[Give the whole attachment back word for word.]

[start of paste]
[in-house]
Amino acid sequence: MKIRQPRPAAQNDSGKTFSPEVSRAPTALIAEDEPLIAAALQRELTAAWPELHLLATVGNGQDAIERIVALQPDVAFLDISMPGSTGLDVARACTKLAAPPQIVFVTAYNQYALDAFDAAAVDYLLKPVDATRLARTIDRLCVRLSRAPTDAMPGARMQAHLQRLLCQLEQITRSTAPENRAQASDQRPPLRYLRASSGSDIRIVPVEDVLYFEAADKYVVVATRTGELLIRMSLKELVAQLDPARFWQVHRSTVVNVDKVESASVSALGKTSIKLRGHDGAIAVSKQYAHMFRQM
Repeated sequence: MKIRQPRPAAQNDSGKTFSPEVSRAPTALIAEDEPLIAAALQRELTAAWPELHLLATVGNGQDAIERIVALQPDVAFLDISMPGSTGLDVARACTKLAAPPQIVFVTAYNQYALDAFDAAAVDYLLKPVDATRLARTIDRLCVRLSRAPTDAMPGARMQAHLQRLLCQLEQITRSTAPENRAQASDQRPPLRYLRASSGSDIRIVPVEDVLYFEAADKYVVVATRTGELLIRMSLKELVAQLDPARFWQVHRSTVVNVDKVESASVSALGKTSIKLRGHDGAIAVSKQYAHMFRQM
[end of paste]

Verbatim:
[in-house]
Amino acid sequence: MKIRQPRPAAQNDSGKTFSPEVSRAPTALIAEDEPLIAAALQRELTAAWPELHLLATVGNGQDAIERIVALQPDVAFLDISMPGSTGLDVARACTKLAAPPQIVFVTAYNQYALDAFDAAAVDYLLKPVDATRLARTIDRLCVRLSRAPTDAMPGARMQAHLQRLLCQLEQITRSTAPENRAQASDQRPPLRYLRASSGSDIRIVPVEDVLYFEAADKYVVVATRTGELLIRMSLKELVAQLDPARFWQVHRSTVVNVDKVESASVSALGKTSIKLRGHDGAIAVSKQYAHMFRQM
Repeated sequence: MKIRQPRPAAQNDSGKTFSPEVSRAPTALIAEDEPLIAAALQRELTAAWPELHLLATVGNGQDAIERIVALQPDVAFLDISMPGSTGLDVARACTKLAAPPQIVFVTAYNQYALDAFDAAAVDYLLKPVDATRLARTIDRLCVRLSRAPTDAMPGARMQAHLQRLLCQLEQITRSTAPENRAQASDQRPPLRYLRASSGSDIRIVPVEDVLYFEAADKYVVVATRTGELLIRMSLKELVAQLDPARFWQVHRSTVVNVDKVESASVSALGKTSIKLRGHDGAIAVSKQYAHMFRQM